Native River rolls back years for emphatic Cotswold win

Colin Tizzard’s 2018 Gold Cup hero will head back to Cheltenham next month.

Native River put himself back in the reckoning to regain his Cheltenham Gold Cup title with an authoritative victory in the Virgin Bet Cotswold Chase at Sandown Park

Rescheduled following the abandonment of Cheltenham’s Trials Day last weekend, this three-mile Grade Two is a recognised Gold Cup trial – although the last to win both races in the same season was Looks Like Trouble in 2000.

This time, it was run in desperately testing conditions – much to the liking of Colin Tizzard’s 2018 Gold Cup hero, who put in a typically assured round of jumping and raced prominently throughout under Richard Johnson to win at 13-2, by nine and a half lengths from Bristol De Mai.

Native River led at the first of the Railway fences on the final circuit – but Bristol De Mai, sent off as 9-4 favourite, was far from done with yet.

Tizzard’s 11-year-old, a close-up third to Lake View Lad in the Many Clouds Chase at Aintree when last seen in December, had helped to set a relentless gallop and had a length to spare at the Pond Fence as the mud-loving Yala Enki began to tire.

Bristol De Mai, regarded by some as a Haydock specialist – much to the annoyance of his trainer Nigel Twiston-Davies – loomed large turning in.

But a fine leap at the last saw Native River stride clear, and he went further away up the hill to score with plenty to spare.

Santini stuck to the task, but was a further seven and a half lengths back in third.

Native River’s 14th career success confirmed a return to form for the Tizzard yard – out of sorts for much of the season, but back with a winner at Wincanton on Thursday.

Johnson said: “He’s a good boy, and he suits me. He felt really well, and felt really well at Aintree. The one thing he loves is his jumping.

“A hard slog around here is right up his street. He hasn’t lost any of his enthusiasm, that’s for sure.

“He jumped the Railway fences really well and again got into a nice rhythm – and we know he stays really well and he handles the conditions. It was a fantastic effort.”

Assistant trainer Joe Tizzard said: “He’s as tough as they come and he’s never lost his enthusiasm.

“He had really come to himself the last couple of weeks – and as he has got older, he has perhaps lost half a gear, so the ground probably helps him.

“He’s won a Welsh National and stays particularly strongly, so when he gets his conditions he takes a bit of pegging back.”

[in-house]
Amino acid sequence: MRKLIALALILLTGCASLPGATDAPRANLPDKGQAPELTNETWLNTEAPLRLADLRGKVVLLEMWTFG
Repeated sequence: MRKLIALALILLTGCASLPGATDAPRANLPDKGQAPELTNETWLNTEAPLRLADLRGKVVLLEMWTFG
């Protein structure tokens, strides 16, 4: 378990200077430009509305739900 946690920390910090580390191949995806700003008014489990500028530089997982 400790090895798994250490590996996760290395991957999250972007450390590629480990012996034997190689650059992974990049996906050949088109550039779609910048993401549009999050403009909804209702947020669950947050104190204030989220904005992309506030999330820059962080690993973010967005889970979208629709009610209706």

Native River has run just seven times since his Gold Cup win, but has remained very consistent at the highest level nonetheless.

“This means a lot,” Tizzard added.

“He’s our main flag-bearer and he’s done nothing wrong in the last five years – he just keeps producing.

“He is a lovely chap in the stable, and the Gold Cup has always been the plan. This was the prep run for it.”

Santini, winner of this race last year and then runner-up in the Gold Cup, was beaten in his first two runs this season – including when fifth in the King George VI Chase at Kempton on Boxing Day.

He finished adrift here too, but trainer Nicky Henderson nonetheless remains optimistic he will line up in again in the Gold Cup.

Santini had to settle for third but is still on course to bid for the Cheltenham Gold Cup again next month
Santini had to settle for third but is still on course to bid for the Cheltenham Gold Cup again next month (Julian Herbert/PA)

He said: “We ummed and ahhed about going to run at Cheltenham (last weekend) before it was called off.

“But you have to ensure you get a run into them. We wanted to get a run into (Champion Hurdle hope) Buveur D’Air (before his defeat) at Haydock – because now all his possible alternatives have gone, like the (abandoned) Contenders Hurdle, which is what I was waiting for.

“(But) at least if you are going to run in unsuitable conditions, and you are going to get harder races than you would have liked, the more time you give yourself between now and then (Cheltenham), the better things will be.

“That horse (Santini) will take anything.

“From the second-last, Aidan (Coleman) wasn’t going to get to the front and he wasn’t going to get caught from behind, so the good thing was he was allowed to come home in his own time.

“I’d be happy. He made one mistake, when he just didn’t come out of the ground.

“I’m pleased we’ve done it, now it is over. He will just go to the Gold Cup. He loves Cheltenham – it is what he has been aimed at all year.”

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